Breathing Dirty Air Raises Odds for Wide Range of Cancers
WEDNESDAY, Aug. 9, 2023 (HealthDay News) -- New research links air pollution to a variety of cancers, not just lung cancer.
Long-term exposure to fine-particulate air pollutants (PM2.5) and nitrogen dioxide (NO2) may also increase the risk of developing colon, breast, prostate and other cancers, researchers found.
"What we're seeing is that with air pollution we're looking at thousands of additional cases of cancer per year in the country," said senior researcher Joel Schwartz, a professor of environmental epidemiology at Harvard T.H. Chan School of Public Health in Boston.
The pollutants Schwartz is referring to are caused by combustion.
"They don't just come from cars and trucks, they come from any kind of combustion -- wood burning stoves, power plants that burn coal, other kinds of fuel facilities -- they're all producing combustion particles," he said.
Air pollution not only is related to cancer but to lung and heart disease as well as dementia, Schwartz said.
"People think a particular exposure causes a particular disease, but air pollution doesn't really work that way," he said. "Air pollution interferes with some basic processes in the body that influence all kinds of health outcomes."
Air pollution can increase the risk for diseases like cancer by increasing inflammation all over the body. Also, it increases oxidative stress, which causes cell damage, and inhibits the body's ability to repair that damage, Schwartz said.
For the study, the researchers collected data on millions of Medicare recipients, from 2000 to 2016. None had cancer before age 75. Schwartz's team also created groups to look separately at breast, colon, endometrial and prostate cancer, with between 2 million and 7 million people in each group.
They study found that chronic exposure to PM2.5 and NO2 increased risk for colon and prostate cancers, but not for endometrial cancer. NO2 exposure was linked to a increased risk for breast cancer, while any association for PM2.5 was inconclusive.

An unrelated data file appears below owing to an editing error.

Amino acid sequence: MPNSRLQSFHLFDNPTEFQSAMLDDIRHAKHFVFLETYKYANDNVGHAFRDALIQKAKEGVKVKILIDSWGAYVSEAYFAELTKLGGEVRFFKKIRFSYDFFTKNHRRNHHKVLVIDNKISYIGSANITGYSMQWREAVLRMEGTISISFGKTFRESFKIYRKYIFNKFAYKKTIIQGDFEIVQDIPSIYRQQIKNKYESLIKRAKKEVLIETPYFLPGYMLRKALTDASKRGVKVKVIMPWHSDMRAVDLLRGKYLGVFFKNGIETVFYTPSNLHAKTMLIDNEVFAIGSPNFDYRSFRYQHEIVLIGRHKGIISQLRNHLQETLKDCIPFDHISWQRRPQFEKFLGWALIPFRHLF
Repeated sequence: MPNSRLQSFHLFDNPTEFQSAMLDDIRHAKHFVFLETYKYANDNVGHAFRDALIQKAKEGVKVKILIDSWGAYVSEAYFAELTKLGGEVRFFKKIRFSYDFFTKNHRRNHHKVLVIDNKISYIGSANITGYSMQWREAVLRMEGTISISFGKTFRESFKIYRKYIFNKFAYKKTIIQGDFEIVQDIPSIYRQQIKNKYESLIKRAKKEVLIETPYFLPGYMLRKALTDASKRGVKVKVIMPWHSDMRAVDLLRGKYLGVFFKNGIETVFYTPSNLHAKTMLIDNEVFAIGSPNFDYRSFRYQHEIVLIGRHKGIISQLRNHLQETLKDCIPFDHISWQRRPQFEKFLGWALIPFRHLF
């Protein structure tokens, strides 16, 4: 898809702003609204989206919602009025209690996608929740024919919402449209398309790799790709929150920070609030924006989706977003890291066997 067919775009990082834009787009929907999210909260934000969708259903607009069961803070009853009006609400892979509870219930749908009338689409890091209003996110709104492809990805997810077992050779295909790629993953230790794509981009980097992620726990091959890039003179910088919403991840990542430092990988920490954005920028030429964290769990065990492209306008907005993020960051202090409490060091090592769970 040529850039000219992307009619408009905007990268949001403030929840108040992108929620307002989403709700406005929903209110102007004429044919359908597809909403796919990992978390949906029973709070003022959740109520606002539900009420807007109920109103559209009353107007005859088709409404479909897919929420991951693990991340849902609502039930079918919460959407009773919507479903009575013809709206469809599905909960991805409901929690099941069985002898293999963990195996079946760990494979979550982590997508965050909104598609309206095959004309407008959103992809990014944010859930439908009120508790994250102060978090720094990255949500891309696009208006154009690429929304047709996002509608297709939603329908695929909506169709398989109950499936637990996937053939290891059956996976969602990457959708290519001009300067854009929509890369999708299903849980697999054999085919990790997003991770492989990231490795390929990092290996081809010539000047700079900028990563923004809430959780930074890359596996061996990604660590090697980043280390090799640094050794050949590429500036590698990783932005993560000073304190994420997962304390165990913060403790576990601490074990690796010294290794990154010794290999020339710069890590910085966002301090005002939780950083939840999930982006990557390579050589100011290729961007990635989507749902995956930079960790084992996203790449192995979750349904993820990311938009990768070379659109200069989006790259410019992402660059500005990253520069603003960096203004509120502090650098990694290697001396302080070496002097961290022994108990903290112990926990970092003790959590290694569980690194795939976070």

The risk for these cancers was seen even where pollution was below national standards, the researchers noted. Even communities with clean air are not immune to cancer risk, they said.
They also found evidence that communities with higher average body mass index (BMI) may face greater risk of all four cancers due to NO2 exposure. BMI is a measure of body fat based on height and weight.
In addition, the analysis showed that Black people and those enrolled in Medicaid, government-subsidized insurance for low-income people, may be more susceptible to prostate and breast cancer from PM2.5.
PM2.5 and NO2 levels are produced by traffic, and people who live near highly traveled roads and highways tend to get more exposure to these pollutants. Because low-income people tend to live in high-traffic areas, this might explain the increased cancer risk among Black Americans and those on Medicaid, Schwartz said.
To reduce the risk polluted air poses, Schwartz said getting rid of the sources is really the only way.
That means making cars and trucks and power plants less polluting and refitting older vehicles to curb emissions. He said it might also mean banning wood-burning stoves.
"The government has to do a better job of reducing their exposure," Schwartz said. "It's not like something you or I can do."
W. Ryan Diver, director of data analysis at the American Cancer Society, said this study attempts to link air pollution to some cancers not usually associated with air pollution.
"The question has been whether pollution is associated with other cancers quite as strongly as lung cancer -- this study does add to that evidence," said Diver, who was not involved with the new research.
"We've seen a little bit stronger evidence for breast cancer with NO2, which comes from traffic-related pollution and this study supports that," he said. "But for other types of cancer, in particular, for prostate cancer, there hasn't been a lot of consistent evidence that air pollution is associated with it."
Even if proof of the link between the cancers studied and air pollution isn't rock-solid, Diver emphasized that cleaner air is an important goal.
"There's a lot of evidence that lower air pollution is better for health in general," he said. "Even if there aren't strong associations with some cancers, there's plenty of associations with many different diseases, including heart disease, stroke and lung cancer, so there's already plenty of evidence to go ahead and reduce air pollution levels."
The research was recently published online in the journal Environmental Epidemiology.
The U.S. National Institute of Environmental Health Sciences has more about air pollution and your health.
SOURCES: Joel Schwartz, PhD, professor, environmental epidemiology, Harvard T.H. Chan School of Public Health, Boston; W. Ryan Diver, MSPH, director, data analysis, American Cancer Society, Atlanta; Environmental Epidemiology, Aug. 1, 2023